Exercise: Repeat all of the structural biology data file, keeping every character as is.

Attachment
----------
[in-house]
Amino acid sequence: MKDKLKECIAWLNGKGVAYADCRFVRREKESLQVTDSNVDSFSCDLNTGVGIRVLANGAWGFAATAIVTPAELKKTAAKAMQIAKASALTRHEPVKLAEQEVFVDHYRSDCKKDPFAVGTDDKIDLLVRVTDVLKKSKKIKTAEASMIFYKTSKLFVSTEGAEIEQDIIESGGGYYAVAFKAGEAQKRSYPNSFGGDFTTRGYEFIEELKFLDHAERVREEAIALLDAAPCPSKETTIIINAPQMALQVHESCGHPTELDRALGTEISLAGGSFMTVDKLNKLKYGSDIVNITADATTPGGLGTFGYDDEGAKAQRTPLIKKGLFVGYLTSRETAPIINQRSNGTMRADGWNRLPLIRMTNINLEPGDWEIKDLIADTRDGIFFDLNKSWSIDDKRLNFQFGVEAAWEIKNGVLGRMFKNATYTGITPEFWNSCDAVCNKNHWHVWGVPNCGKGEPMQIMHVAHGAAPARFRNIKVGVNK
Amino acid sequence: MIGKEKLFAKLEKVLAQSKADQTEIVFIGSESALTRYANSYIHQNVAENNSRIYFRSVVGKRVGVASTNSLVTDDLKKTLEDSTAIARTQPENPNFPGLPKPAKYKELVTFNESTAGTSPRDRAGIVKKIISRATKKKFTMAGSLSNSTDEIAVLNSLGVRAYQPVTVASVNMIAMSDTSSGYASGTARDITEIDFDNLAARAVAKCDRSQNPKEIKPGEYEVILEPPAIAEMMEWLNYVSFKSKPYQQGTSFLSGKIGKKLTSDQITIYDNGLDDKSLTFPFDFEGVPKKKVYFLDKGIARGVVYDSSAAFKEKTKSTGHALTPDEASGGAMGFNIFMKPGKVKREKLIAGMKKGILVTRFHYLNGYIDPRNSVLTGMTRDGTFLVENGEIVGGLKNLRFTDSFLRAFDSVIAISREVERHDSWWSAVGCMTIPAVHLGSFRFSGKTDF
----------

[in-house]
Amino acid sequence: MKDKLKECIAWLNGKGVAYADCRFVRREKESLQVTDSNVDSFSCDLNTGVGIRVLANGAWGFAATAIVTPAELKKTAAKAMQIAKASALTRHEPVKLAEQEVFVDHYRSDCKKDPFAVGTDDKIDLLVRVTDVLKKSKKIKTAEASMIFYKTSKLFVSTEGAEIEQDIIESGGGYYAVAFKAGEAQKRSYPNSFGGDFTTRGYEFIEELKFLDHAERVREEAIALLDAAPCPSKETTIIINAPQMALQVHESCGHPTELDRALGTEISLAGGSFMTVDKLNKLKYGSDIVNITADATTPGGLGTFGYDDEGAKAQRTPLIKKGLFVGYLTSRETAPIINQRSNGTMRADGWNRLPLIRMTNINLEPGDWEIKDLIADTRDGIFFDLNKSWSIDDKRLNFQFGVEAAWEIKNGVLGRMFKNATYTGITPEFWNSCDAVCNKNHWHVWGVPNCGKGEPMQIMHVAHGAAPARFRNIKVGVNK
Amino acid sequence: MIGKEKLFAKLEKVLAQSKADQTEIVFIGSESALTRYANSYIHQNVAENNSRIYFRSVVGKRVGVASTNSLVTDDLKKTLEDSTAIARTQPENPNFPGLPKPAKYKELVTFNESTAGTSPRDRAGIVKKIISRATKKKFTMAGSLSNSTDEIAVLNSLGVRAYQPVTVASVNMIAMSDTSSGYASGTARDITEIDFDNLAARAVAKCDRSQNPKEIKPGEYEVILEPPAIAEMMEWLNYVSFKSKPYQQGTSFLSGKIGKKLTSDQITIYDNGLDDKSLTFPFDFEGVPKKKVYFLDKGIARGVVYDSSAAFKEKTKSTGHALTPDEASGGAMGFNIFMKPGKVKREKLIAGMKKGILVTRFHYLNGYIDPRNSVLTGMTRDGTFLVENGEIVGGLKNLRFTDSFLRAFDSVIAISREVERHDSWWSAVGCMTIPAVHLGSFRFSGKTDF